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Thomas Drummond 1793 - 1835


Thomas Drummond was 21 when he moved to Doohillock, taking over the late George Don's botanical garden. His father had been a local professional gardener. Thomas worked at Doohillock for the next 10 years, selling plants of botanical interest as well as running the market garden. He married Isobel in 1820 and they had a son and two daughters.  Professor Hooker from Glasgow University visited the garden and was impressed by Thomas' knowledge.  Hooker went on to become Sir William Hooker, the first director of the Royal Botanic Gardens at Kew.


Thomas was an able botanist, with a keen interest in mosses and lichens.  His book,   Musci Scotici, was published in 3 volumes in 1824 – 25.  Thomas acted as a guide for a field trip into the Angus Glens with Hooker and other leading botanists of the time.


In 1825, Hooker recommended him for the job of assistant naturalist on an expedition to the Arctic, to find the Northwest Passage. The party split up in Saskatchewan. Drummond was sent on a separate trip to the Rocky Mountains. Travelling by canoe and horseback with only one Native American hunter, he explored the mountains for six months and made extensive collections. Early on, and in severe weather, his companion left him totally alone to fend for himself for

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Acer rubrum ‘October Glory’

© RHS / Barry Phillips


two months. After running into a bear with cubs, he narrowly escaped a mauling, but he was nearly dying of starvation when he made it back to his party in Saskatchewan. His collections were the basis for Hooker's book about the plants of America, Flora Boreali Americana. Over 80 North American plants have been named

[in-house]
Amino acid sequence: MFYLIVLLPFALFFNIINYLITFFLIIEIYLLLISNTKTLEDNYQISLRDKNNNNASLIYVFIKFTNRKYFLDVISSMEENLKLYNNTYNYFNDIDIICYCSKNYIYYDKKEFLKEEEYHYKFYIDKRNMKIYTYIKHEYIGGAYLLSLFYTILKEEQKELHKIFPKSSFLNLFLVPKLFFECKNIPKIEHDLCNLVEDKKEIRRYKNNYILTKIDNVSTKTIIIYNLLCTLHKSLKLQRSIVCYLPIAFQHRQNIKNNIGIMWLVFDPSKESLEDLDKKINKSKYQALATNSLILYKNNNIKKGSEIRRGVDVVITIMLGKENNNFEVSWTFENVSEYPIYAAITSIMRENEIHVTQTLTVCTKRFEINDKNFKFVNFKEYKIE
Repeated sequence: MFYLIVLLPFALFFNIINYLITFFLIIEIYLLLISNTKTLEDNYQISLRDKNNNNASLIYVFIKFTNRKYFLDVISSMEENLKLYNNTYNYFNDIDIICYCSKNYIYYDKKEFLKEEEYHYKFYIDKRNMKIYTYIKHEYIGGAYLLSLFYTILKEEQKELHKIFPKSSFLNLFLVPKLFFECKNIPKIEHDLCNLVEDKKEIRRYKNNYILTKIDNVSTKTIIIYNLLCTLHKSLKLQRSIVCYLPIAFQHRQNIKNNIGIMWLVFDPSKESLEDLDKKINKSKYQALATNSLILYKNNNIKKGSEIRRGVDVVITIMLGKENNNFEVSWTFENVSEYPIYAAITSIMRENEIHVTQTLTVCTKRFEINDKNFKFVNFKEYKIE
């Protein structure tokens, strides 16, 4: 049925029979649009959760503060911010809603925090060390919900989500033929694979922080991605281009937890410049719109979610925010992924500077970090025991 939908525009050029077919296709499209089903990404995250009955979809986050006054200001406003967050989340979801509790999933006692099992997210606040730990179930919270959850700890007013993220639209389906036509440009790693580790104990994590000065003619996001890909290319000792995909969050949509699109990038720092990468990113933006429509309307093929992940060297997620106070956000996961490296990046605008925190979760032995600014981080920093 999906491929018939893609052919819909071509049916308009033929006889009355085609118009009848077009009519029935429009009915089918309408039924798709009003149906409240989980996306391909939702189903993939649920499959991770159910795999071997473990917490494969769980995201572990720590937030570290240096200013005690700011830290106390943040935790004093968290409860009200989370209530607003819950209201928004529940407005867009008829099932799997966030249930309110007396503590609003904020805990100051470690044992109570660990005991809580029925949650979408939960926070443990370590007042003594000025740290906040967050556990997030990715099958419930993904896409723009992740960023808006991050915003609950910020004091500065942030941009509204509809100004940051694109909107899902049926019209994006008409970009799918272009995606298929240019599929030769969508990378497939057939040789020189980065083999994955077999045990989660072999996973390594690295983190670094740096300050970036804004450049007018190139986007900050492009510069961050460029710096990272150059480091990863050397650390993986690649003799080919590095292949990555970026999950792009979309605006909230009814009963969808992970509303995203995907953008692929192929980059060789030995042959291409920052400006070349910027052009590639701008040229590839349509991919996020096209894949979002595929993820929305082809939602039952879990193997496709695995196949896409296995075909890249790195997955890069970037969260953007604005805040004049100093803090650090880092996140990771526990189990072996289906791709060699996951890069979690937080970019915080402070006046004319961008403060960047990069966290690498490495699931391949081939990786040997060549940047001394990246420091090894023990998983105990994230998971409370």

Opuntia drummondii on a

Bulgarian stamp issued 1970


after him, including Acer rubrum drummondii, Opuntia drummondii, and Anemone drummondii.


On his return to Britain, Thomas was made the first Curator of the Belfast Botanical Garden. He moved with his family, but left after a couple of years.  


In 1831, funded by William Hooker, he was able to travel once again to America, this time to explore the southern states to collect specimens for his patron. Arriving in New York, Drummond travelled to Philadelphia, on to Baltimore and Washington before setting out across the Alleghenies on foot, finding the terrain easy in comparison to that of the Rockies. He took a steam boat down the Ohio River to St. Louis. He collected a vast number of plants in Loiusiana before visiting Texas in 1833 where he was one of the first to gather good specimens. Unfortunately, in Velasco, Texas, he and his companions were struck down by cholera and, although he survived, many did not. He almost starved because no-one was able to supply food. When exploring the Brazos River in early 1834 he fell ill again with a fever and boils. After visiting Florida, Drummond must have sailed to Cuba. Hooker received a



letter from the Consul in Havana in March 1835 telling of Drummond's death. The details of his death were sent in another letter which never arrived. The seeds of a plant sent to Glasgow in February, 1835 were grown in the Glasgow Botanic Gardens. Professor Sir William Hooker called it Phlox drummondii in honour of Thomas.


The genus Drummondia DC bears his name and the genus Drummondita Harv. for Thomas and his brother, James. Mount Drummond and the Drummond icefield in Banff Park, Alberta are named after Thomas.


Anemone drummondii



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